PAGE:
To the casual observer, both Islamic and Chinese cultures can seem like discrete, assimilative forces that have little use for the numerous ethnic and cultural groups they have swallowed up in their histories of expansion. However, studying how the non-Turkic and (mostly) Sinophone Muslims in China have harmonized their faith with Confucian, Chinese nationalist, and even Marxist philosophical concepts highlights the actual process by which individuals adapt and integrate elements of disparate cultural systems. Studies of Chinese Muslims have been increasing in number and sophistication since China began reopening to foreign scholars in the 1980s. Dru Gladney was the first to conduct extensive ethnographic research, working in several sites to capture some of the diversity of this population that lives scattered throughout China. The editor of this volume, Jonathan Lipman, took the lead in chronicling their 1300-year history, and then numerous other scholars of religion, political science, and cultural studies have explored how Sinophone Muslims construct and inhabit a dual or hybrid cultural realm. Despite the translation of some of the foundational Sino-Muslim texts by Sachiko Murata and the publication of a cultural history of Qing-era Muslim Confucian scholars by Zvi Ben-Dor Benite, most scholars have let the long intellectual history of Sinophone Muslim scholars languish at the margins of both Sinology and Islamic studies. This volume conveys the richness of this neglected topic by examining how Chinese Muslims fused Islamic ideas into the Chinese philosophical tradition, and eventually contributed to modern discourses of ethnicity, Chinese national consciousness, and global Islamic revival. By combining the work of American, European, and Japanese scholars of history, sinology, religion, and political science, Jonathan Lipman has put together a volume that shows how Sino-Islamic scholars who laboured at the margins of two civilizations actually found themselves at the centre of philosophical debates that continue to shape the modern world. Most modern scholars (myself included) have adopted the official and popular use of Huizu to include all non-Turkic Muslims in China who speak the same dialects of Mandarin or other local languages as their non-Muslim neighbours. However, the authors of this volume avoid using the term as a natural category to convey the recent, arbitrary, and contested classification of this population descended from a variety of foreign Muslim men and Chinese women as a discrete ethnicity. By classifying Chinese Muslims as Huizu, one of fifty-five minzu, or ‘minority nationalities’, the Chinese Communist Party effectively marginalized Chinese Muslims and subverted their attempts to integrate Islamic thought into the larger Chinese intellectual tradition. Thus, it is fitting that this volume rejects the unproblematic use of this term. While the numerous cultural, theological, political, and historical differences between Sinophone and Turkophone Muslims make the narrow focus understandable, some discussion of the latter populations would help to make this choice more clear to non-specialists and help to situate Sino-Muslims in relation to other Muslim subjects of modern and historic Chinese states. The book follows a roughly chronological organization, beginning with four chapters discussing early scholars’ attempts to translate Islamic ideas into the Chinese intellectual milieu. Then, the four later chapters highlight more recent debates about how Muslims should position themselves in relation to the emerging Chinese state and the global umma of the twentieth and twenty-first centuries. The contributions in the first half of this volume engage the reader by introducing Sino-Islamic scholars as people—often through their own words—in addition to analysing their ideas. The first chapter is a prime example of this. After a brief editor’s introduction, Lipman’s first chapter captures the immensity of the Sino-Islamic project with an analysis of Ma Zhu’s attempt in the early days of the Qing era to translate the Abrahamic creation story into a Chinese cosmology that had never known an all-powerful creator deity. Ma Zhu’s Qingzhen Zhinan (‘Compass of Islam’) illustrates how Sino-Muslim intellectuals sought to explain their faith to their non-Muslim peers in a way that would not contradict Confucian principles, while also remaining faithful to Islamic theology in order to propagate it among Chinese Muslims who could not read Arabic or Persian texts. This and other texts that helped accomplish this feat became canonized as part of the Han kitāb, or ‘Chinese [Islamic] books’, the name given to the foundational Chinese Islamic texts composed in the late Ming and early Qing eras. In a trend that will continue throughout the book and the history of Chinese Islam, Lipman describes how Ma Zhu’s work received laudatory praise from Chinese Muslims, but a less enthusiastic response from conservative and somewhat xenophobic Confucian intellectuals. James Frankel’s chapter on Liu Zhi, whom he rightly calls ‘the most prolific and celebrated of the Han kitāb writers’, continues in the same vein by describing how Liu’s attempt to synthesize Chinese and Islamic knowledge met with limited success in the eyes of Chinese scholars (p. 35). Perhaps more than any of the other contributors, Frankel is able to give a sense of Liu Zhi as a person torn between two worlds as he describes Liu’s struggle to use his scholarly prestige to elevate the status of his faith and his frustration at the mixed reception his work received in his own time. While Liu Zhi is certainly worthy of the high praise Frankel bestows upon him, he might be overstating his position of honour among Chinese Muslims today. As Chérif-Chebbi describes in the final chapter, Liu Zhi’s integration of the two traditions’ mystical vocabularies that earned him acclaim among generations of Chinese Muslims now earns criticism from some reformists who denounce cultural accretions in Islam. Roberta Torntini’s contribution focuses on one example of Liu Zhi’s work, the Tianfang Sanzijing ‘Three Character Classic of Islam’, to show how it laid theological foundations for adapting Islamic law to Chinese conditions. This primer of rhymed triplets introduces the basic tenets of Islam by imitating Confucian texts intended for the instruction of the young. Torntini shows how the text justifies the legitimacy of the Hanafi school of law through both Neo-Confucian and Islamic principles of authentication, but she could have provided more concrete examples of exactly how Islamic principles were adapted to suit Chinese conditions. Kristian Peterson’s essay proceeds to fill this gap by showing how Sino-Muslim scholars attached different meanings to the ḥajj and debated whether it was mandatory for Muslims in China. Peterson outlines how varying perceptions of the ḥajj also represent and construct different relationships between Chinese Muslims and the rest of the Muslim world, which foreshadow the debates within Chinese Islam that are the focus of the second half of the book. To begin the second half of the book, Wlodzimierz Cieciura examines the early twentieth-century debate about whether Sinophone Muslims should be considered a religious community of ethnic Han Chinese who practise Islam, part of a Muslim ethnicity that also includes the various Turkic Muslims living inside Chinese territory, or a separate Huizu ethnicity unto themselves. This discussion provides important historical context to understanding current relations among Muslims in China, who are now divided into ten different ethnic groups. Cieciura insightfully describes how the adoption of the last of these options by the People’s Republic of China effectively marginalized the study of Islam and of the works of the historical personages featured in the first half of the book by associating them with a purportedly ‘backward minzu’ (140). Cieciura illustrates how northern Chinese lay Muslims and their periodicals mobilized discourses of religion, politics, ‘scientific’ modernity, and national identity. However, he could have included more discussion of the relationship between these intellectuals and China’s various Islamic sectarian groups, which have often taken different sides on this issue and served to further divide Muslims defined as different ethnicities. Yufeng Mao’s contribution helps to illustrate how some Chinese Muslims have fomented such sectarian and political debates by studying in Muslim majority countries and returning with new ideas of how to better integrate Chinese Muslims into the global umma. This study highlights how, during the Nationalist era, Muslim students saw the opportunity to study at al-Azhar University not only as a means of elevating the state of Islamic knowledge in China, but also as a chance to enhance the prestige of Islam and China’s Muslim minority in the eyes of the state and their Han compatriots. Mao mentions briefly how Ḥasan al-Bannā and movements like the Islamic Brotherhood influenced Chinese scholars, but the reader is left to wonder what other Islamic scholars influenced Chinese students and how they perceived their pupils from the new Chinese nation. The final two chapters address ongoing debates between those Chinese Muslims who admire the attempts of historic Chinese Muslim intellectuals to integrate Islamic and Confucian thought and those more recent reformist scholars who present a much more critical view. The decline of Persian as a scholarly language among Sino-Muslims notably tipped the balance in favour of the latter, and Masumi Matsumoto aptly shows how this was also associated with the rise of Chinese nationalism. She describes how the practical necessity of learning Chinese instead of Persian and growing opposition to the Sufi ideas featured in many Persian texts combined to effect this dramatic change. Matsumoto’s chapter segues nicely into Chérif Chebbi’s contemporary update to this debate, as she puts it, ‘Between ‘Abd al-Wahhab and Liu Zhi’, which she correctly identifies as more of a spectrum than a dichotomy. Whereas the previous chapters tend to focus on distinguished scholars formally educated in both Confucian and Islamic traditions, Chérif-Chebbi notes that, while lay Muslim intellectuals without official academic positions may be late arrivals to the debate, they have also become the most popular and outspoken, particularly in online forums. She groups an almost overwhelming array of voices into academic, religious, and lay intellectuals to illustrate the different types of overlapping discourse. Then, she places these groups on a spectrum that thoughtfully traces the origins of each school of thought, in the process distinguishing between different schools of Salafism that are too often conflated. It is notable that this is the only chapter to discuss the absence of women among China’s Islamic scholars, although she also notes an increased interest in women’s religious education among some Salafis. While she admits that the chapter is a preliminary overview of the subject, her work serves to connect the other chapters to the present context and to illustrate the ample scope for future research. This volume will be useful in classes on Chinese religious thought, and the later chapters could be useful for teaching the history of Chinese nation-building and discourses of ethnicity. It includes a glossary of East Asian names and terms that will be particularly useful to non-specialists trying to navigate the hodgepodge of Arabic and Persian terms that Chinese Muslims have transliterated into Mandarin over the centuries. More broadly, this book serves as a useful case study of the localization of Islam, but the authors could do more to contextualize the subject matter within the broader history of Islamic thought and engage with debates in the field of Islamic studies. While it is understandable that studies of Chinese language sources would be dominated by Sinologists, this volume and studies of Chinese Islam in general would greatly benefit from more contributions by scholars conversant with Arabic historical and theological sources. This volume does an admirable job of bringing Chinese Muslims into the mainstream of Chinese intellectual history, and one hopes that it will inspire scholars of Islam to engage more with Muslim scholarship from the periphery of the Islamic world, like those Sino-Muslim intellectuals who saw themselves as contributors to both Chinese civilization and the global umma. © The Author(s) (2018). Published by Oxford University Press on behalf of the Oxford Centre for Islamic Studies. All rights reserved. For permissions, please email: email@example.com This article is published and distributed under the terms of the Oxford University Press, Standard Journals Publication Model (https://academic.oup.com/journals/pages/about_us/legal/notices)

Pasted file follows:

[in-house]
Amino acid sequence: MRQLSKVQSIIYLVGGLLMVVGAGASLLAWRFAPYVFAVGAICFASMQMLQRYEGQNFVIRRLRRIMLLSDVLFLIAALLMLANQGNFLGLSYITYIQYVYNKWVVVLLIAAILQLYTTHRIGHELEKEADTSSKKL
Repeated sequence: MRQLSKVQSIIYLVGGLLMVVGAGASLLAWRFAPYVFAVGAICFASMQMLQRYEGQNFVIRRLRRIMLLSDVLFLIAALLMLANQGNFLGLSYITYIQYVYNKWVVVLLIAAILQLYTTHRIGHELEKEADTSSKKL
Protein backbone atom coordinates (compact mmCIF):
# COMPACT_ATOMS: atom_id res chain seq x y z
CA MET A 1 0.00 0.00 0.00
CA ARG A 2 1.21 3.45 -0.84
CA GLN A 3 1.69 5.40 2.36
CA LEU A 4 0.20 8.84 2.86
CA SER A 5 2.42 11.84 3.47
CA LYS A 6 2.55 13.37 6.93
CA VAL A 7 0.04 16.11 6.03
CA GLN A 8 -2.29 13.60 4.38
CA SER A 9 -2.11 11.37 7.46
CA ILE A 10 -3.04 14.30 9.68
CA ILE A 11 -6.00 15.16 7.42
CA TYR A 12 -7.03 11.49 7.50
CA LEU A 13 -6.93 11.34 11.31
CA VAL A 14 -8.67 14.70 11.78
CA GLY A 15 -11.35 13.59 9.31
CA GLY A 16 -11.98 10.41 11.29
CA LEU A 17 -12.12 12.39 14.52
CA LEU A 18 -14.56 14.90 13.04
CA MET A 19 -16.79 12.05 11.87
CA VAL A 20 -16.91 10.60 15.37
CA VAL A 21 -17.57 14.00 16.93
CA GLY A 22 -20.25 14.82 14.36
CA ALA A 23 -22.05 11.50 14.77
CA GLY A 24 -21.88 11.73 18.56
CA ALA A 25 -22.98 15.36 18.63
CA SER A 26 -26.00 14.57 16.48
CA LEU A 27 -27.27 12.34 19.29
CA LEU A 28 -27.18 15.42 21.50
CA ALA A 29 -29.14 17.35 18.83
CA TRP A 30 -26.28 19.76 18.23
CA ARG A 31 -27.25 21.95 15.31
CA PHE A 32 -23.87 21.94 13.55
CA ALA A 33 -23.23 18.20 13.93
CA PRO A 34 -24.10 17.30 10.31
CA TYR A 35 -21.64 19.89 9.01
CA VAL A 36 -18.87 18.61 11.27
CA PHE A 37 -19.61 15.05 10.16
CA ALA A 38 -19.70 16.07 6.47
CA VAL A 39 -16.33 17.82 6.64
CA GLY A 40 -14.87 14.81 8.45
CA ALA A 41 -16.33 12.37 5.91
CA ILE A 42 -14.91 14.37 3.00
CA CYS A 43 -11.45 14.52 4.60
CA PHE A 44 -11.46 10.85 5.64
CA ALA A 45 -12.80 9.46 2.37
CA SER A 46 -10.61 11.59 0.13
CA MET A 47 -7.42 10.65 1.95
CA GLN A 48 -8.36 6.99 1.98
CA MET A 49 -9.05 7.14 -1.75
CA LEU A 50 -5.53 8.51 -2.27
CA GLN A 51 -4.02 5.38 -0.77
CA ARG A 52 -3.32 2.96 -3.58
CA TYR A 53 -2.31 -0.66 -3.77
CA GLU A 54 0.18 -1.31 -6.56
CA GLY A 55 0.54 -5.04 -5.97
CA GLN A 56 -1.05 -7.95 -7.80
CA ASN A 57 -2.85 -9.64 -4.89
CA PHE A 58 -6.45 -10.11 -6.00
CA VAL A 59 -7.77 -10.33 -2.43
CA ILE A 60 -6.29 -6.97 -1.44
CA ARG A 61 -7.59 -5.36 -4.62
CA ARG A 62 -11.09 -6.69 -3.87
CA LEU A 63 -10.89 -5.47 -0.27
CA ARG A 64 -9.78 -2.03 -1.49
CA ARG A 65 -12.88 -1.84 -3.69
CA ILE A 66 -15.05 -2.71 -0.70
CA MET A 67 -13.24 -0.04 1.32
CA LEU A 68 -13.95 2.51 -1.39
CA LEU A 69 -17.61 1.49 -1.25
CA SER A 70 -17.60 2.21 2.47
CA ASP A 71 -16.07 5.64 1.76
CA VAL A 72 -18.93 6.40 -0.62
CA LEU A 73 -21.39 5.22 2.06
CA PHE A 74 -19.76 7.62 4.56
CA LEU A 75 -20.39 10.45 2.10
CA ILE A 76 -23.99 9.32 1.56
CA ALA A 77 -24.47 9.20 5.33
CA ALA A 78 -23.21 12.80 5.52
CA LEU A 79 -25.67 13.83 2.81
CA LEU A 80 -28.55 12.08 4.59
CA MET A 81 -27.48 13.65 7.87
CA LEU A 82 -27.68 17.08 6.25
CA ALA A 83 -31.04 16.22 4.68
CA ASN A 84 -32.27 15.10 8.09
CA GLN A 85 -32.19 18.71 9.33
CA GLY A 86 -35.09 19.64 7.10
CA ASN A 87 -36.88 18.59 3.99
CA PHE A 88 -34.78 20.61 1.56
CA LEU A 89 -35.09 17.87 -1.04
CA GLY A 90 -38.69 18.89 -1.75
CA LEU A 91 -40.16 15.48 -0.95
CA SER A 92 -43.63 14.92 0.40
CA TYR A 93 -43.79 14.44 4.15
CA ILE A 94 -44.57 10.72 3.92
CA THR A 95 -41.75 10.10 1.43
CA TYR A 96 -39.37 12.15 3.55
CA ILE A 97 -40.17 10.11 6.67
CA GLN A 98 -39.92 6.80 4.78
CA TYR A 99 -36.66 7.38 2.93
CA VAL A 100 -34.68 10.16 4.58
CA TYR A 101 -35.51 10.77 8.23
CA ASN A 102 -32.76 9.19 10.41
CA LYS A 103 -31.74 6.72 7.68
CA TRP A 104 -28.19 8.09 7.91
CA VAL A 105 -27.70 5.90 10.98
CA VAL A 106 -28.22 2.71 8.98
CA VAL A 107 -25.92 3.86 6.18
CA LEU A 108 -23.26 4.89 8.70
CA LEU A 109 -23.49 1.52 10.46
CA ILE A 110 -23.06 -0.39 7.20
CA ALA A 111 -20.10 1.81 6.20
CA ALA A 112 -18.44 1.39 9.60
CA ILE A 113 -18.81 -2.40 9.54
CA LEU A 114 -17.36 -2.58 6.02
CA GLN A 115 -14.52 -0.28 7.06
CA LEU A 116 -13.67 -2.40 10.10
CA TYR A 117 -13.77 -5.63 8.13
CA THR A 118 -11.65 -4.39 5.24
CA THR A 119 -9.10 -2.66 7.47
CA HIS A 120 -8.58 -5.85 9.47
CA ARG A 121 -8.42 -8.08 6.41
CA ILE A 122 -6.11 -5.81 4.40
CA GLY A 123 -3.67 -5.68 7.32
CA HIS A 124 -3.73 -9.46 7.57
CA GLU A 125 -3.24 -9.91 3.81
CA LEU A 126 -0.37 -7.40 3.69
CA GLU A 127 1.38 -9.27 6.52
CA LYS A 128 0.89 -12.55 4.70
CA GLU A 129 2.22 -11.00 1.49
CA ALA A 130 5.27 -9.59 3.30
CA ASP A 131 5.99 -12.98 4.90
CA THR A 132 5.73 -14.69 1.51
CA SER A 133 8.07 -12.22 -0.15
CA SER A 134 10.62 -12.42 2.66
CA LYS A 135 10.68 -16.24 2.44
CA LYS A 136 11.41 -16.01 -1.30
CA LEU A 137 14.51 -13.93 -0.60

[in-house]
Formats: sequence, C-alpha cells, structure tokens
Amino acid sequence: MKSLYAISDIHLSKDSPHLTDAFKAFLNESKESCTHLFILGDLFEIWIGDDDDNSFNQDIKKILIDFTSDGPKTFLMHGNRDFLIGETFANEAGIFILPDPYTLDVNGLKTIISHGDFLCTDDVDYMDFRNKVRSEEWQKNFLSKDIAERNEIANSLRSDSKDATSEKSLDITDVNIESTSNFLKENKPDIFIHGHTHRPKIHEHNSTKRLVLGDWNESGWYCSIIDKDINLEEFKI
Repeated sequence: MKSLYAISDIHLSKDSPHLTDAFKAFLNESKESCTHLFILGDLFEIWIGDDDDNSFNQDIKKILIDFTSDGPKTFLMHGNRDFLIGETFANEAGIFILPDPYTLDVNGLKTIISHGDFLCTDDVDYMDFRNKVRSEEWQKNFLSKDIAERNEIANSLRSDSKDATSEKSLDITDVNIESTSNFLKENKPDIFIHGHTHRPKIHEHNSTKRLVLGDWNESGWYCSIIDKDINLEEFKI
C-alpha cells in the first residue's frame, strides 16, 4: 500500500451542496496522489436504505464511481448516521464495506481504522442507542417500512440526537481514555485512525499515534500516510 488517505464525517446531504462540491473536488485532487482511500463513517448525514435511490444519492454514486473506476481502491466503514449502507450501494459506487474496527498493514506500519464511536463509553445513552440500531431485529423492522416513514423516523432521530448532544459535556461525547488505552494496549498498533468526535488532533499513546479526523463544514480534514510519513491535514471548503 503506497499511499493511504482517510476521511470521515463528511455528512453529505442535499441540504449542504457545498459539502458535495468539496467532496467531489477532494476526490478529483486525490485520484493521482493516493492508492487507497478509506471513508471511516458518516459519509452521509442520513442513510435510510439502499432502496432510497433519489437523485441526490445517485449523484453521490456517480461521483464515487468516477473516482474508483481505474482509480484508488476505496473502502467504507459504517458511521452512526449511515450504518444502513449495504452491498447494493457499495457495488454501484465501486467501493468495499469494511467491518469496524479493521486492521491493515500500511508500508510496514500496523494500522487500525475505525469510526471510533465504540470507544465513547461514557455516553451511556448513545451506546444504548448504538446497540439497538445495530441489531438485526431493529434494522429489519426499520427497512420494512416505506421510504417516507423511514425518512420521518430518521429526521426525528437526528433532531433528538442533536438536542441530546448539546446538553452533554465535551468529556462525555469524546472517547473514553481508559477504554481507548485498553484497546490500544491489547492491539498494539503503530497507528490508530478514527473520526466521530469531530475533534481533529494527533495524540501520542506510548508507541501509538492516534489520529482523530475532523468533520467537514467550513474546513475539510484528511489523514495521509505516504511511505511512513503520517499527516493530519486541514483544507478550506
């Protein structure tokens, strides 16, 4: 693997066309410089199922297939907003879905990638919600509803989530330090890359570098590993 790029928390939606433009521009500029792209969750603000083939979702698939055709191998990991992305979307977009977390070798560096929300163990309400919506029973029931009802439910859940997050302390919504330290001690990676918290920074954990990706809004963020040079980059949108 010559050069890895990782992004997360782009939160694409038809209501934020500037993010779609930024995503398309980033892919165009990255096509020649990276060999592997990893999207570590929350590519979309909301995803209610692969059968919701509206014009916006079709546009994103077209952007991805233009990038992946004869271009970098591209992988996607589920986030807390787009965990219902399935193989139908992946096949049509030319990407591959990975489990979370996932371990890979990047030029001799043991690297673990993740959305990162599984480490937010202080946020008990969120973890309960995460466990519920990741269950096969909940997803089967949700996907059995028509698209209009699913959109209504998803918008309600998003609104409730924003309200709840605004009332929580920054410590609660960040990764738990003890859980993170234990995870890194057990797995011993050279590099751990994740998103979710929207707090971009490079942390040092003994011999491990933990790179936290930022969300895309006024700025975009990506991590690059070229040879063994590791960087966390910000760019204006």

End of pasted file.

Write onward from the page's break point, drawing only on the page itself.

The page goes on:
Journal of Islamic Studies – Oxford University Press
Published: Sep 1, 2018